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May 16, 2019

ABA Fights to Preserve Public Service Loan Forgiveness Program

The White House’s Fiscal Year 2020 budget proposal to reform the education system would eliminate the Public Service Loan Forgiveness (PSLF) program.

The White House’s Fiscal Year 2020 budget request proposes to eliminate the Public Service Loan Forgiveness (PSLF) program, stating it unfairly favors some career choices and is complicated for borrowers to navigate. Instead, the administration intends to focus student loan assistance on needy undergraduate student borrowers from all professions and simplify the repayment process. The American Bar Association (ABA) opposes the administration’s proposal because it would adversely affect access to justice in communities across the country and is fighting to preserve the PSLF program.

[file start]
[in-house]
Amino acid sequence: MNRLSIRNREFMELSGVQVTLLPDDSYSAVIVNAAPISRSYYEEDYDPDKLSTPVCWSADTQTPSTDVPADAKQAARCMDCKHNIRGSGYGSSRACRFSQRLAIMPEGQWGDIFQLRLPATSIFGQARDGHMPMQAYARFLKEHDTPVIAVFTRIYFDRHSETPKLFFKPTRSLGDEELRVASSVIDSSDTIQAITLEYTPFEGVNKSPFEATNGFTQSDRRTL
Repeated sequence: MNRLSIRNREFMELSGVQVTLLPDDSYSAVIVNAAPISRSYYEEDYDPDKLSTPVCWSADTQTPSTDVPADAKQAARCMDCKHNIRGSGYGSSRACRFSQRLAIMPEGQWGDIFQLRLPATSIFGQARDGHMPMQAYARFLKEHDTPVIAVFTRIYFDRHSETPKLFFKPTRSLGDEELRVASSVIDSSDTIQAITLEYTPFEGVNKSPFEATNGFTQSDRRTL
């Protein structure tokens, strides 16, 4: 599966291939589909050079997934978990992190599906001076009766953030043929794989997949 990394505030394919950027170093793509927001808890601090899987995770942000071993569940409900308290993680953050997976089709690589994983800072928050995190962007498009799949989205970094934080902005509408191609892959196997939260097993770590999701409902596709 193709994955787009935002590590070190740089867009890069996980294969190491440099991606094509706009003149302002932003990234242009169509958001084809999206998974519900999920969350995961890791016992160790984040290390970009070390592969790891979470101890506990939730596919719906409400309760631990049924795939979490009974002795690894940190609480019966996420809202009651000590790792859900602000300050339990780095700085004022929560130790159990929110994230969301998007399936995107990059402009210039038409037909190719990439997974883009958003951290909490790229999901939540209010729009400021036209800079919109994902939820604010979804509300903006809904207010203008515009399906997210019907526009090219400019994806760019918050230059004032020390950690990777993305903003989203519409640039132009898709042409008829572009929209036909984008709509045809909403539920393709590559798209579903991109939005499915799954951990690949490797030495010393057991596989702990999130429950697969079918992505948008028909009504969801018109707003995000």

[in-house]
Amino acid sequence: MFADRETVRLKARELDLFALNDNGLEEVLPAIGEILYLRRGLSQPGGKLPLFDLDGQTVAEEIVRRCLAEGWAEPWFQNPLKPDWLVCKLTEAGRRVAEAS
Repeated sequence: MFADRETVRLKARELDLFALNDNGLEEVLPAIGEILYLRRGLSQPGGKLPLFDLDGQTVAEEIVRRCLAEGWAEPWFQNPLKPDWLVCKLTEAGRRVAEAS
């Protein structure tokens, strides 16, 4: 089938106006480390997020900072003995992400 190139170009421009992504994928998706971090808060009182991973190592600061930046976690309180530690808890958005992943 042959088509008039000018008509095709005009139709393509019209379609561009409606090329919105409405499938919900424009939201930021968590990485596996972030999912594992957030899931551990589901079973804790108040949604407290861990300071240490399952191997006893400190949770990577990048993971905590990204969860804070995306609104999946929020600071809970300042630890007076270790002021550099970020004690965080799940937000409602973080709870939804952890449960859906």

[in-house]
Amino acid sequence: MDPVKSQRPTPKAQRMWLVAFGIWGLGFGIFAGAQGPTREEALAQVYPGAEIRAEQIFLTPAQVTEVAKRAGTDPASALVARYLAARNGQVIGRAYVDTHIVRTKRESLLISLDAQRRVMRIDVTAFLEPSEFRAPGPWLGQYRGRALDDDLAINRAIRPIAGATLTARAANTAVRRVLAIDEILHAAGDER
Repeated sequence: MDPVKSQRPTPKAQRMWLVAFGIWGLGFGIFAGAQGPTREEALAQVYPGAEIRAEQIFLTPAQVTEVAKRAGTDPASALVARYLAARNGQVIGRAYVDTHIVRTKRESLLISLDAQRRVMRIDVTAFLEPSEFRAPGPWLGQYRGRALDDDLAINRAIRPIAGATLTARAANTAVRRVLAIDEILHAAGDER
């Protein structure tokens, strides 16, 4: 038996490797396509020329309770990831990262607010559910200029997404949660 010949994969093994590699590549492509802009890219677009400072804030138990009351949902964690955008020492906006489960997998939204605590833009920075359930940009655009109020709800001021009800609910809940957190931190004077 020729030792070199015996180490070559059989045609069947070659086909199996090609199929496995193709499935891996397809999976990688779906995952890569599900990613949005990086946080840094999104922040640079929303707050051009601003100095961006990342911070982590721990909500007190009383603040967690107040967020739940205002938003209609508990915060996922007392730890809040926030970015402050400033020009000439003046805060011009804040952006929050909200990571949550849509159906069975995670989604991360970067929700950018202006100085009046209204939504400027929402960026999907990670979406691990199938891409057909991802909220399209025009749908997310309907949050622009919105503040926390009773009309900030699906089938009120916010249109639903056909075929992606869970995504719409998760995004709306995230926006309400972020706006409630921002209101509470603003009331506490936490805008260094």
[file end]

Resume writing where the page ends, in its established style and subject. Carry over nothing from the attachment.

The federal PSLF program, created in 2007, eliminates student debt for certain non-profit and government employees after ten years of qualified public service and eligible loan repayments. Public service often requires advanced degrees for professional licensure – for prosecutors, veterinarians, public defenders, legal aid lawyers, doctors, nurses, teachers, and many more. Graduates with these credentials often emerge saddled with crushing student loan debt.

Prior to the PSLF program, there was a glaring lack of incentives for professionals to work in the public sector. Graduating professionals were drawn to high-paying private sector work, and local communities struggled to fill other positions. In many cases, high debt, combined with the pay discrepancy between the public and private sectors, were a direct barrier to public service, especially for lawyers.